• keep the toilet lid down, kittens that size will fall in and usually can't get back out on their own.
• separate blind cords and if possible, rubber band them up into a bundle
• they really like to climb but kind of suck at it: remove any combination of "heavy or breakable thing on top of fabric on top of slippery surface" because that thing is going to get pulled down in the next few weeks.
• it's not a bad idea to remove curtains for now or kiss them goodbye.
• electrical cords will be chewed. I cover them with cut-to-length corrugated split length tubes like these, available in the electrical dept of hardware stores, Ikea and any place that sells networking cable.

Hygiene: Try working out her mats with a wide toothed metal comb before bathing her: once those mats get wet all the way through, they are set for good and will have to be cut off. If it gets the point where you need to cut mats, let a pro step in: it's just incredibly difficult to do on kittens w/o slicing skin but if you can work them out with the comb, follow up with a damp warm washcloth wipe down. Due to the stress + potential for loss of trust, I would only bath her if fleas are present (use kitten shampoo, not flea shampoo, follow up with a flea comb when she's dry, expect to repeat). This is a great age to get her used to being brushed and combed daily and having her nails clipped too: long-haired cats really do need the grooming help even as adults.
posted by jamaro at 12:19 PM on October 9, 2012 [9 favorites]

When I first got my long haired beauty I cleaned her by using rags soaked in warm water and shampoo and then wiped her down with wAter only rags. Now I keep her fairly mat free by keeping a comb by all the places I sit and where she hangs out so I can give her a quick comb through a few times a day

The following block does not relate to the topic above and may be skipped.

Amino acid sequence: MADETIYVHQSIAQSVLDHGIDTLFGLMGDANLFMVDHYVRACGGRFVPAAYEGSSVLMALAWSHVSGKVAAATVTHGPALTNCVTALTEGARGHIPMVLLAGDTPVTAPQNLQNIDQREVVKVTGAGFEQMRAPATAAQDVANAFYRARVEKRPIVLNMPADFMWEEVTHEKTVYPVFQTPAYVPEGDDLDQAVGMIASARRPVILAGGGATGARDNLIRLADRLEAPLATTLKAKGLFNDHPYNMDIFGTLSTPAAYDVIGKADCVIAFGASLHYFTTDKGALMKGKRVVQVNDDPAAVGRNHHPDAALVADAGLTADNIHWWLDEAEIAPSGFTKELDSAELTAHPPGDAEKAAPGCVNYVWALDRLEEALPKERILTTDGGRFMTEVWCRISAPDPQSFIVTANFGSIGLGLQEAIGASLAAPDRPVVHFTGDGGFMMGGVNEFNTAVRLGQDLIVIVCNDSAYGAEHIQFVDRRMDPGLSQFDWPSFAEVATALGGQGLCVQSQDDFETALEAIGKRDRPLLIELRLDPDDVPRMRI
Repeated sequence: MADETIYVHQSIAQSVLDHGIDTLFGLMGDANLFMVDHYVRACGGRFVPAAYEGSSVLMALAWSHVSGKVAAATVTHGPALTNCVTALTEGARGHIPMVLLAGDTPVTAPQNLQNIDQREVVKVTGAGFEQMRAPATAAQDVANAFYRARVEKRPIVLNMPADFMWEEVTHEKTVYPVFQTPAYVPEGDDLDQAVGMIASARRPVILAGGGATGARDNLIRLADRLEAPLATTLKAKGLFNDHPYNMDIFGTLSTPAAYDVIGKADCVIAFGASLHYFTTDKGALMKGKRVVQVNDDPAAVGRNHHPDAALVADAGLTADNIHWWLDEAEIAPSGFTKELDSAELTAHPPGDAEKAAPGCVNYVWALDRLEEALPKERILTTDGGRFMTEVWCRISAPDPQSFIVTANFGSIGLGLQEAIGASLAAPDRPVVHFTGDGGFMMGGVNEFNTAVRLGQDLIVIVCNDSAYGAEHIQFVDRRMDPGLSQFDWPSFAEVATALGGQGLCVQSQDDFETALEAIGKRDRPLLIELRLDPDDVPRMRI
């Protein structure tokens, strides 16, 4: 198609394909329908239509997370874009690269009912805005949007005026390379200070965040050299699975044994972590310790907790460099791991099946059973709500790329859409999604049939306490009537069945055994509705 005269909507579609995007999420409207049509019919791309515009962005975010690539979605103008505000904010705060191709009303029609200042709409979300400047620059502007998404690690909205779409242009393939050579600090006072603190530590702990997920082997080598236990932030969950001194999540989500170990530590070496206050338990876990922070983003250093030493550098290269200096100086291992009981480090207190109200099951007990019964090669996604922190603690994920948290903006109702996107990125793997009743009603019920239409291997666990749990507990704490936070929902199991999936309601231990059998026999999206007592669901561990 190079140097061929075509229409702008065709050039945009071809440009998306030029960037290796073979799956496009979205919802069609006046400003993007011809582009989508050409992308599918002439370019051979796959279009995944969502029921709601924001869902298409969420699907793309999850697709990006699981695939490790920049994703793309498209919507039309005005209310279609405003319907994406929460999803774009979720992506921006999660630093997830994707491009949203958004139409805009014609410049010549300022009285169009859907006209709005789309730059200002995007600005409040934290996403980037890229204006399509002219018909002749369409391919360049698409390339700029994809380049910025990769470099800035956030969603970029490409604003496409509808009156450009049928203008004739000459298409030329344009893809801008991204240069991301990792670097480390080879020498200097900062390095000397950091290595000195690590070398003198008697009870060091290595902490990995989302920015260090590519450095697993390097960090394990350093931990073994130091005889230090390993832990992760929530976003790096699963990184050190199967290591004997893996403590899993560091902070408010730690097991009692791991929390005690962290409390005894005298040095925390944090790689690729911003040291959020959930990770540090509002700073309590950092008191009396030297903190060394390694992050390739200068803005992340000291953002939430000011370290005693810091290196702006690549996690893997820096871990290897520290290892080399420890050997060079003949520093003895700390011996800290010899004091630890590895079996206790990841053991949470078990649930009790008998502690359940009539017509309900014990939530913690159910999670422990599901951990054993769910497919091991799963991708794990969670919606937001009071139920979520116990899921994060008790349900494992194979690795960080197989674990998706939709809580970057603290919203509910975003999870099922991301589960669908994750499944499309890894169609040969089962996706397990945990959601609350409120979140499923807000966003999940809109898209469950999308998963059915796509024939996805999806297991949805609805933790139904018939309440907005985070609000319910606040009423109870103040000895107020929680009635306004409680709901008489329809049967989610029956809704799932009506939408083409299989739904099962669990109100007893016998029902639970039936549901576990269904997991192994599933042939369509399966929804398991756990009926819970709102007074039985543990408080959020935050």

posted by spunweb at 12:25 PM on October 9, 2012

Having had a Ragdoll cat, one thing to be aware of is the kitty may not fight back. My Ragdoll would just duck and cower when my dog loved on her. She would never hiss or swat or scratch, so be extra watchful when your cats meet the kitty.
posted by shmurley at 12:27 PM on October 9, 2012

Response by poster: jamaro,if I do the sweat-jacket kangaroo thing, and am puttering around in spaces where my other cats are, am I putting my other cats at risk for anything more than fleas/mites? The bad diseases are transmitted via direct contact/bodily fluids, right?
posted by angrycat at 1:11 PM on October 9, 2012

One thing you will want is absorbent mats for the confinement room. They're commonly called "puppy pads". You should be able to get more than enough for under $10, to last you at least a few weeks that may be necessary. Kittens at 6 weeks are developmentally similar to toddlers so there may well be a couple of accidents before she figures things out.

For a kitten too, you may want to use a baking dish rather than a full-sized litter box. Six-week-old kits have a hard time jumping.
posted by bonehead at 1:57 PM on October 9, 2012

6 weeks is young but do-able to wean entirely. The biggest issue maybe behaviors like woolsucking or inappropriate litterbox habits which I see was covered above.

Definitely quarantine.